If you read any of my earlier blogs on credit score, by now you should understand how credit scores work, and you should also know that it’s better to have a higher score as opposed to a lower one. Lenders, employers, landlords, and others will likely look at your credit score before deciding whether or not to continue doing business with you. So your credit score is definitely an important number to guard.

Just think about it, if your credit score is too low you may not be able to get a credit card, a car loan to buy your dream car, or a mortgage to purchase your dream home. It stands to reason that you should do everything you can to maintain a great score.

Your credit score is determined using different criteria but It basically comes down to how much you earn, how much you owe and when you pay your bills. For example, if you are late paying your telephone bill, your phone carrier may report it to one or more credit reporting agencies (not all creditors report to the same agencies). When this happens, you will get a mark against you on your credit report. And this, in turn, has a negative impact on your creditworthiness.

However, there are other things that can negatively impact your scores that you may not have considered, such as:

  1.       Lack of a credit history – you have NO credit products so nothing is reported.
  2.       Total outstanding debt that is too high — your credit usage exceeds 30%.
  3.       Having too many credit accounts at any one time that are not being used.
  4.       Having bankruptcy on your record.
  5.       Credit history is not old enough – recently start building credit.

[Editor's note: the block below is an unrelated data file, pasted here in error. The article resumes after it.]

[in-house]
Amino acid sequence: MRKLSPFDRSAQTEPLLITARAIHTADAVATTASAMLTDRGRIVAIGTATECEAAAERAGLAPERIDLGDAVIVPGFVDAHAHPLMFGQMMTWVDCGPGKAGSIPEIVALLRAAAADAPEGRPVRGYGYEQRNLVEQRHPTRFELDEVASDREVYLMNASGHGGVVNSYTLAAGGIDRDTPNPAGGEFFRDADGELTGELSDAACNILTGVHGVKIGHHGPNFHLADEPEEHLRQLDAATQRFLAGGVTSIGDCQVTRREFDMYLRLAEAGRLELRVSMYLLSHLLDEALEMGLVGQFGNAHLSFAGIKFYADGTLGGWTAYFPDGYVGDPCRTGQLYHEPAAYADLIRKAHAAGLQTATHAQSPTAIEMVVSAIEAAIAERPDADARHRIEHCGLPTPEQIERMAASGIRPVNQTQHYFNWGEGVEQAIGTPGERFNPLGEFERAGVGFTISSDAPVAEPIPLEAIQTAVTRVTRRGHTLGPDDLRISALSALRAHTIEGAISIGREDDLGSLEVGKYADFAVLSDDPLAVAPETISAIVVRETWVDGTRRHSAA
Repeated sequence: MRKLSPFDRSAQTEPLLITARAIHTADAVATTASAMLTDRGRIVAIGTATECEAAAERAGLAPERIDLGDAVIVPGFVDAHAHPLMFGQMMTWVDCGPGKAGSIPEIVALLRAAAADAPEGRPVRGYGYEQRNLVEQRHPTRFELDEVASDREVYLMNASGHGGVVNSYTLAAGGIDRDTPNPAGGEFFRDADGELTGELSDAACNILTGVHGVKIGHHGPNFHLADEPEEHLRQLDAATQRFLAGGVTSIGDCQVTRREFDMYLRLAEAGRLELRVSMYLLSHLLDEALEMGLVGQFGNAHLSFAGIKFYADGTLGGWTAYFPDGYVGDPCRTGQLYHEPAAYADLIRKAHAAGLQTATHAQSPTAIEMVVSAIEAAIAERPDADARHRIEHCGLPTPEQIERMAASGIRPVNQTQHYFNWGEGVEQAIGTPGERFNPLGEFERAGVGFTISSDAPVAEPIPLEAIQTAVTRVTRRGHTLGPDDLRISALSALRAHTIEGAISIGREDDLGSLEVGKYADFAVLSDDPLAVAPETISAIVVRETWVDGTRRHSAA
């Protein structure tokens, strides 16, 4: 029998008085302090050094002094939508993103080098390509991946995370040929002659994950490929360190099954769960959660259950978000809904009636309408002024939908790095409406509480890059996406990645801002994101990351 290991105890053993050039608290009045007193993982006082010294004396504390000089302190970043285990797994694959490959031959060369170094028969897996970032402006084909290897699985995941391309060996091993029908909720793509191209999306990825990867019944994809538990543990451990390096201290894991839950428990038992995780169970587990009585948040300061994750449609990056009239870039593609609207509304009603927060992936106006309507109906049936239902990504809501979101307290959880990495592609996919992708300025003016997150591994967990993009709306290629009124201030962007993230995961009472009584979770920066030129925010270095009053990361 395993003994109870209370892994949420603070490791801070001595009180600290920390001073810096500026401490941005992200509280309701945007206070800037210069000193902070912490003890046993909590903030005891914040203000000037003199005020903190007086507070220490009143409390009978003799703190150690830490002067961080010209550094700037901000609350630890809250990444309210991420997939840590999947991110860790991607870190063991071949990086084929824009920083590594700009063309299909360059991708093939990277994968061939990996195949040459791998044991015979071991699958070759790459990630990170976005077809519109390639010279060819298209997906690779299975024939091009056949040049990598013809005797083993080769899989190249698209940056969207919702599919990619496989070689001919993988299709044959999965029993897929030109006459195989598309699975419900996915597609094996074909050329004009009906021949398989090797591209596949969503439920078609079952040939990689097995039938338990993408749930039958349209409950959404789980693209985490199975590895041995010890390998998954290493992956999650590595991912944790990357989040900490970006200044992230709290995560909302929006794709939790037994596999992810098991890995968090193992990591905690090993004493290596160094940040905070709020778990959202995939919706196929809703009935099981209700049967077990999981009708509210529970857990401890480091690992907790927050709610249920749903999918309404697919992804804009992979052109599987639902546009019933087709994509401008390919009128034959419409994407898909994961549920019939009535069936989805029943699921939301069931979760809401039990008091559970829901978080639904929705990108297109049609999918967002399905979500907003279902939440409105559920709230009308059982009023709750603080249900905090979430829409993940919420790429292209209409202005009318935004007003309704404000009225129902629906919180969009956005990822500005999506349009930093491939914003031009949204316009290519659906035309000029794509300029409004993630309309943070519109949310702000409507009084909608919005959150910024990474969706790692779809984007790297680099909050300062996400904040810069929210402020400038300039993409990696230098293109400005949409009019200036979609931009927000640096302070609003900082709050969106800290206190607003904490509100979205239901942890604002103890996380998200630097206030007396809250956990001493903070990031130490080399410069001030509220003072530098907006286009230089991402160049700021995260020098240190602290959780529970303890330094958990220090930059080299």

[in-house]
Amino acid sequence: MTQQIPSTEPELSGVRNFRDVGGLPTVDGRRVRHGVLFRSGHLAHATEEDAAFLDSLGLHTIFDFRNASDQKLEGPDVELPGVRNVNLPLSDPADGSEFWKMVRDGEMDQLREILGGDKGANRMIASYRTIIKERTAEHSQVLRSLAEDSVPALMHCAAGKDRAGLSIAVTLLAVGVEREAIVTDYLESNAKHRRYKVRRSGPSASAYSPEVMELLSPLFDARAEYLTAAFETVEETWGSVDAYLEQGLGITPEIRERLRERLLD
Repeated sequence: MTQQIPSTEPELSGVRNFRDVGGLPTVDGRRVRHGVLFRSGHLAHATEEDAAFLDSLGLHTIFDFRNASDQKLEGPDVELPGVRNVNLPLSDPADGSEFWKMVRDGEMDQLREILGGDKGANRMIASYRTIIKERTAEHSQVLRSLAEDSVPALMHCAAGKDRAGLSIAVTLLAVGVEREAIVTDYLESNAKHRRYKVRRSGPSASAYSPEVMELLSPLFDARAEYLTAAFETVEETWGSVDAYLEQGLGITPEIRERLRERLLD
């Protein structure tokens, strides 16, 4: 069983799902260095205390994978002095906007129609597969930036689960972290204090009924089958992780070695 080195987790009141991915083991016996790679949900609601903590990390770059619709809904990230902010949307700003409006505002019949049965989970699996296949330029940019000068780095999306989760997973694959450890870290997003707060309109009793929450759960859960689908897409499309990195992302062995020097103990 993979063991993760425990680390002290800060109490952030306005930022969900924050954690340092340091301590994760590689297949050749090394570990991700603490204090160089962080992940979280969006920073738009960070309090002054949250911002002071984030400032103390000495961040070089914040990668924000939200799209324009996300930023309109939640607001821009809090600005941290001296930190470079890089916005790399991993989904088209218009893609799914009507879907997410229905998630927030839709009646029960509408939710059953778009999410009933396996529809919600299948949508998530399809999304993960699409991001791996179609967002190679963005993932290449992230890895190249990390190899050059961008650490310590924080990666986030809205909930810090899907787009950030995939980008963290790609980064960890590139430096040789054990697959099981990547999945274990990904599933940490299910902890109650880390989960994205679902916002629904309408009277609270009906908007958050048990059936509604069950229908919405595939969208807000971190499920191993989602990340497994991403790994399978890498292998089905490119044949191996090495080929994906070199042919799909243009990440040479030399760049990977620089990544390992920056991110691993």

6.       Having too much debt for your income (commonly referred to as the debt-to-income ratio).
  7.       Closing too many accounts within a short time frame.
  8.       Phone Bills and utility bills that go unpaid.

Each of the above things can raise a red flag on your credit report. How much any single one of these affects your credit score is hard to say, as each credit bureau uses a different formula for calculating their score. But despite the bureau, the more things you are doing on the list, the worse your credit score will suffer. 

All is not gloom and doom when it comes to credit scores however, there is also a bright side.

So now that you have the list of things to avoid out of the way, it’s time to hear the positive stuff. The good news is that there are things you can do that have a positive effect on your credit score. On top of that, they will also save you money in the long run and improve your overall state of financial health. Here are a list of these things:

  1.       Only apply for credit when you need it, and if you’re shopping around, don’t authorize a credit check until you          like the terms that you are hearing.
  2.       Do your best to space out credit applications when applying for new credit accounts.
  3.       Buy things with cash instead of credit when you’re carrying a balance on your credit card 
  4.       Stick to a budget so you don’t spend more than you earn.
  5.       Pay more than the minimum due on your credit cards.
  6.       Build up a savings account so you have money for emergencies.
  7.       Check your credit report for accuracy and make corrections where needed.
  8.       Pay all of your bills on time
  9.       Correct errors on your report promptly.

Now that you are aware of the dos and don’ts when it comes to your credit score, you can say goodbye to low credit scores.